Chapter 11. “Marty’s Problem” (55:53 – 1:02:52)
Logline: Marty must convince his father to ask out his mother in order to ensure his own future existence.
The Sequence. I never quite realized how plotty the first half of Back to the Future is. It’s a lot of fun to be sure, but every scene is trying to slip you some information. Sometimes you notice, sometimes you don’t.
This is the first sequence in the whole movie where it feels like all the pieces are in place, and we can just sit back and really enjoy what’s happening on just the one level. What if you had to talk your Dad into asking out your Mom? What if literally your life depended on it? And what if your job was all the more complicated because your mother wants to fuck y- GAAAAH. Keep forgetting that’s part of the movie.
Anyway it was a lot of work to get to this point, but Back to the Future starts fully running with its premise here. All the characters and relationships are fully established, and Marty spends the whole scene bouncing off of Doc, his Mom, his Dad, and Biff in really entertaining ways. And the final piece of the sequence, Marty’s sci-fi inspired idea, is another culmination of several elements and hilarious enough to justify all the legwork it took to get us there.
The Big Picture. At nearly the exact midpoint Marty makes an enemy out of Biff Tannen, which brings us to this curious, circular structure of Back to the Future. You ever notice this? The first half of Back to the Future piles on problems that increase in danger and urgency. From this point on, Marty solves these problems, in reverse order from when he encounters them. Check it out. Here are the problems, and here are the stakes.
A. The McFly car is totalled. Marty won’t be able to get away for the weekend with his girlfriend.
B. George and Lorraine are losers. Marty’s home life isn’t great.
C. Doc Brown is killed by terrorists. Marty loses his best friend.
D. The DeLorean goes back to 1955. Marty risks being stranded thirty years in the past.
E. Lorraine fails to notice George and develops a crush on Marty. Marty’s existence is threatened.
F. Marty antagonizes Biff. Biff is very probably going to outright kill him.
Things are looking pretty dire. But then from here on out…
F. Marty avoids being run over by Biff, and George puts a stop to him entirely not long after.
E. George and Lorraine fall for each other, saving Marty’s life.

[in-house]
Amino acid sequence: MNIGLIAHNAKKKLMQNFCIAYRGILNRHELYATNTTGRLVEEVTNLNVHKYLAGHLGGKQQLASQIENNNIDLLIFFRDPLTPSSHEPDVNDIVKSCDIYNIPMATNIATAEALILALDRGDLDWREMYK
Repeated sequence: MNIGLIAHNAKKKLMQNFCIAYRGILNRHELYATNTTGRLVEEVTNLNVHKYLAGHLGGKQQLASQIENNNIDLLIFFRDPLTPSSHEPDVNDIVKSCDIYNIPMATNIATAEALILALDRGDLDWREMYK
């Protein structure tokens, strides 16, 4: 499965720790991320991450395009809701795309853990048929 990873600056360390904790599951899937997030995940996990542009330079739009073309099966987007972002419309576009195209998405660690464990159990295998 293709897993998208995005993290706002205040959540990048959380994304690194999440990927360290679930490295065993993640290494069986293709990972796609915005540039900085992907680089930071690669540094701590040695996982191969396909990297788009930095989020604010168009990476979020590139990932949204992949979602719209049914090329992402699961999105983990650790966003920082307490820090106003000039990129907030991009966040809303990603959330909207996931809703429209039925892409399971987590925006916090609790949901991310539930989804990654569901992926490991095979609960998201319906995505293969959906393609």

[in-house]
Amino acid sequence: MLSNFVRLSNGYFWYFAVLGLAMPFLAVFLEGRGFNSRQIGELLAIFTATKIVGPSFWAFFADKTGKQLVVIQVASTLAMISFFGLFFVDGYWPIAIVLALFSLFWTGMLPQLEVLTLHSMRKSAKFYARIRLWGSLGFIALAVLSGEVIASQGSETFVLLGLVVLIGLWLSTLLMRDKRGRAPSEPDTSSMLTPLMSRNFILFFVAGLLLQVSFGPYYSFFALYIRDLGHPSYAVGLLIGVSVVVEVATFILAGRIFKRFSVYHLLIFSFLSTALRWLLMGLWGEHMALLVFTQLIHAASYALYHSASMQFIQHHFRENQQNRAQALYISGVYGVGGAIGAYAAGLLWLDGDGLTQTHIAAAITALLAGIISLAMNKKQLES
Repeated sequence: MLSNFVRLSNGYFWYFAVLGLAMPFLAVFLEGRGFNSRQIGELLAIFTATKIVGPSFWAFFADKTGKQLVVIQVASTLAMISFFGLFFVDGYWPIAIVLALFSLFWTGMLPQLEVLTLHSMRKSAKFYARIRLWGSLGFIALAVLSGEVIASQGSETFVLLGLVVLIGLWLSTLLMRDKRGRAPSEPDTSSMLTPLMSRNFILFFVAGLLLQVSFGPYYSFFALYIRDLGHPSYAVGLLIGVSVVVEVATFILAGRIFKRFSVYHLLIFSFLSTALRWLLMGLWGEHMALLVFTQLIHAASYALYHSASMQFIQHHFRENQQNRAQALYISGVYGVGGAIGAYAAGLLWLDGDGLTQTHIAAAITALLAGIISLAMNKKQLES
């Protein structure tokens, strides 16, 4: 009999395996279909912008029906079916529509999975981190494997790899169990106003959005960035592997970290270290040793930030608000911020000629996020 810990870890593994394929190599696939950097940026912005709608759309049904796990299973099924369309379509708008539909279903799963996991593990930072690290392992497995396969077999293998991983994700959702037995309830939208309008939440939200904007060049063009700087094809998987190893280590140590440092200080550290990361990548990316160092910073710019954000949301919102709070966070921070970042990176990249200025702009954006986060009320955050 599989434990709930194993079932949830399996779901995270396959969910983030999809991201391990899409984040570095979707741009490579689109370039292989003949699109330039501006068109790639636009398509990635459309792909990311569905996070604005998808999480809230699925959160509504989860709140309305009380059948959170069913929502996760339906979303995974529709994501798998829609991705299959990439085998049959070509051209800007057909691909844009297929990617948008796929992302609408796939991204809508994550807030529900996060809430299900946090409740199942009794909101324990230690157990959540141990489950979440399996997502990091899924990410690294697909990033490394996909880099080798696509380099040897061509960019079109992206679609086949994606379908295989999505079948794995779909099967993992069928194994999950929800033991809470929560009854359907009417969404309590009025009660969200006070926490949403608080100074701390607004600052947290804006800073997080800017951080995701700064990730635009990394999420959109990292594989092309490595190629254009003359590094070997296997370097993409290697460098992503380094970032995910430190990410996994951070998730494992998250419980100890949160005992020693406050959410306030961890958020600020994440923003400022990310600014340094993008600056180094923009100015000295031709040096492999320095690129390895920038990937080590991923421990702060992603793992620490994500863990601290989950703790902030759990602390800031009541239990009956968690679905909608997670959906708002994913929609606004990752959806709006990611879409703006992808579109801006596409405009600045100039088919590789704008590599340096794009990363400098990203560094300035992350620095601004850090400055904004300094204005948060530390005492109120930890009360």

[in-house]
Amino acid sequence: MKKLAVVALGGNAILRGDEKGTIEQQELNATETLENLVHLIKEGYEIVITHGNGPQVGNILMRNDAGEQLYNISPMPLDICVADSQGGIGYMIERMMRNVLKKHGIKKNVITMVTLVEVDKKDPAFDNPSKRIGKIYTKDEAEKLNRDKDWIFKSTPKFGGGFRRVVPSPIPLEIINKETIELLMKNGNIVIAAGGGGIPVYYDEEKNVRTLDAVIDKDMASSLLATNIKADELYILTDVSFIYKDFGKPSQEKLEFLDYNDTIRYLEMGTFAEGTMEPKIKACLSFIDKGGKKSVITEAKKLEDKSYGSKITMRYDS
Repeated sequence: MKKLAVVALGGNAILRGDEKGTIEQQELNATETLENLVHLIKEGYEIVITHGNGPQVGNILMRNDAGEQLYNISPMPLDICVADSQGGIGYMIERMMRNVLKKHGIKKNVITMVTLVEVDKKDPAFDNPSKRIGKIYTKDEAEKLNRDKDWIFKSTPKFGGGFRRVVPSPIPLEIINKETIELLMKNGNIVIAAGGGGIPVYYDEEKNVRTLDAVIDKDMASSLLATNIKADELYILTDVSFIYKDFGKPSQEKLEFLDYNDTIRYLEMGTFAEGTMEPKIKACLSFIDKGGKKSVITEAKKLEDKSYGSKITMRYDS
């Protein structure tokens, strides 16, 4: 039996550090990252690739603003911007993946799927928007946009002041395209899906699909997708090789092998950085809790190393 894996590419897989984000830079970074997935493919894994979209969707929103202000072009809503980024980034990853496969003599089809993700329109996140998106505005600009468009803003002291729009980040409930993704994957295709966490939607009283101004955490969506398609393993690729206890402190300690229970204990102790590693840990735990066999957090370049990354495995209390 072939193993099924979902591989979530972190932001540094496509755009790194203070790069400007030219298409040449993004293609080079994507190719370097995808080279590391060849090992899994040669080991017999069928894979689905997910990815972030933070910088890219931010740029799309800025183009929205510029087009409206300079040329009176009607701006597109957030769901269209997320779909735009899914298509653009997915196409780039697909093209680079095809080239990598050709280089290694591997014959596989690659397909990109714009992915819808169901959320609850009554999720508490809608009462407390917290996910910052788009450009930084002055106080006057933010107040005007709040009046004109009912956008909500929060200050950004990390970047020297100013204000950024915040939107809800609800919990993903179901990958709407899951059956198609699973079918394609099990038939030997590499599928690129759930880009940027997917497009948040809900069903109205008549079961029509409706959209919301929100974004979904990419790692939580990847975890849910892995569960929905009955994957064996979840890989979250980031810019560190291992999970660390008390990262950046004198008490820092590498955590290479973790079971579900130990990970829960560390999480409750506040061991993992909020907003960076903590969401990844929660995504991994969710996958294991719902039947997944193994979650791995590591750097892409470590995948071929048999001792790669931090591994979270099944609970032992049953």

D. Doc’s plan to get Marty back home works.
C. The letter Marty gives Doc saves his life in 1985.
B. Marty gets home to find out his parents are much happier.
A. The car was never totalled!
I’ve not seen anything where the writers talk about this being deliberate (maybe I’m not Googling properly), but it has to be, right? And if so, is there any point to it? I’m not sure, but time travel stories by their nature have to be thought out. They have to be structured…
56:08 – The scene opens on a long shot of Doc’s back, we never see his lips move so the writers and editors take the opportunity to bring in Christopher Lloyd after the fact and have him just breathlessly recap what Marty’s done and what Marty needs to do next. It’s blatant almost to the point of self parody, but it’s all saved with the celebrated “This is heavy” “Weight has nothing to do with it” tag.
56:14 – Love Doc going undercover in the school by wearing a hat. He could just pretend to be Marty’s dad, it’d be fine, but it comes more across like he’s trying to blend in with the students.
56:19 – A sign that says “Ron Woodward for Senior Class President.” I googled expecting this to be a bit character who turns up later, but nope, just the movie’s key grip.
56:27 – “Maybe you were adopted.” Always a line I liked even if it’s at George’s expense, it seems as though Doc already thinks well of Marty despite only having just met him.
57:25 – Lorraine’s friend in the green sweater smiles broadly when she sees “Calvin,” as though she’s been told everything about him already. Even day players like this invent backstories for their characters.
57:49 – I’ve been waiting to see if Christopher Lloyd blinks in this whole scene and I don’t think it’s going to happen.
58:12 – I know it’s a joke, but Doc asks about the Earth’s gravitational pull despite not wanting to know anything about the future. It’s never really explained why he tears up Marty’s letter then decides “What the hell,” but might simply be that despite all his warnings he can’t resist asking.
58:24 – Never mind, Doc is blinking plenty now.
59:34 – I wonder if George still writes sci-fi stories (in the pre-altered timeline). If not, when did he give it up?
59:45 – Marty understanding why George doesn’t want to show his stories to anyone for fear of them being mocked I think is the first moment where they’ve connected as humans, in either time period. And it’s not because Marty recognizes something cool about his father that’s also in himself, it’s because he recognizes a shared bit of insecurity. It’s one of these little bits of texture and depth that helps Back to the Future endure.